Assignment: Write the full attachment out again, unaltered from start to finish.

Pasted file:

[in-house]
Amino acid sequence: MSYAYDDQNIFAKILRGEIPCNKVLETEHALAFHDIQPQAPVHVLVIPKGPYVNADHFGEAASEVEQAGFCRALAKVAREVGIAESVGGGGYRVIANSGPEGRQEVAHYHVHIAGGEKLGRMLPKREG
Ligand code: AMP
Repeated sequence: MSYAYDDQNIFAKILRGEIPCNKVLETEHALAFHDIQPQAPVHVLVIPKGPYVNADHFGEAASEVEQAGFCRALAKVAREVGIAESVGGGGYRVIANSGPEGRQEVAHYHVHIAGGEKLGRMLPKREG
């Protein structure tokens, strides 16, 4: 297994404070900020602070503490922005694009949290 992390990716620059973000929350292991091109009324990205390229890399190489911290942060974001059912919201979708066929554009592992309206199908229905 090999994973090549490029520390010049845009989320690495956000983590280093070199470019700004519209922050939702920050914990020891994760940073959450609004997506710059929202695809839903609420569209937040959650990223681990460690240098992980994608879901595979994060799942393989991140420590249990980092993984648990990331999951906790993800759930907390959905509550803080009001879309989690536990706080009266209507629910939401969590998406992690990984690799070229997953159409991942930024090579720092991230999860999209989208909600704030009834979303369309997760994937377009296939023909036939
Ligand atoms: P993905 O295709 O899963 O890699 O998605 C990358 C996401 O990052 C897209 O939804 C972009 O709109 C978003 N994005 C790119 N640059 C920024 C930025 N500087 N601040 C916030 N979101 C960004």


[in-house]
Amino acid sequence: MSYAYDDQNIFAKILRGEIPCNKVLETEHALAFHDIQPQAPVHVLVIPKGPYVNADHFGEAASEVEQAGFCRALAKVAREVGIAESVGGGGYRVIANSGPEGRQEVAHYHVHIAGGEKLGRMLPKREG
Ligand code: AMP
Repeated sequence: MSYAYDDQNIFAKILRGEIPCNKVLETEHALAFHDIQPQAPVHVLVIPKGPYVNADHFGEAASEVEQAGFCRALAKVAREVGIAESVGGGGYRVIANSGPEGRQEVAHYHVHIAGGEKLGRMLPKREG
């Protein structure tokens, strides 16, 4: 297994404070900020602070503490922005694009949290 992390990716620059973000929350292991091109009324990205390229890399190489911290942060974001059912919201979708066929554009592992309206199908229905 090999994973090549490029520390010049845009989320690495956000983590280093070199470019700004519209922050939702920050914990020891994760940073959450609004997506710059929202695809839903609420569209937040959650990223681990460690240098992980994608879901595979994060799942393989991140420590249990980092993984648990990331999951906790993800759930907390959905509550803080009001879309989690536990706080009266209507629910939401969590998406992690990984690799070229997953159409991942930024090579720092991230999860999209989208909600704030009834979303369309997760994937377009296939023909036939
Ligand atoms: P993905 O295709 O899963 O890699 O998605 C990358 C996401 O990052 C897209 O939804 C972009 O709109 C978003 N994005 C790119 N640059 C920024 C930025 N500087 N601040 C916030 N979101 C960004």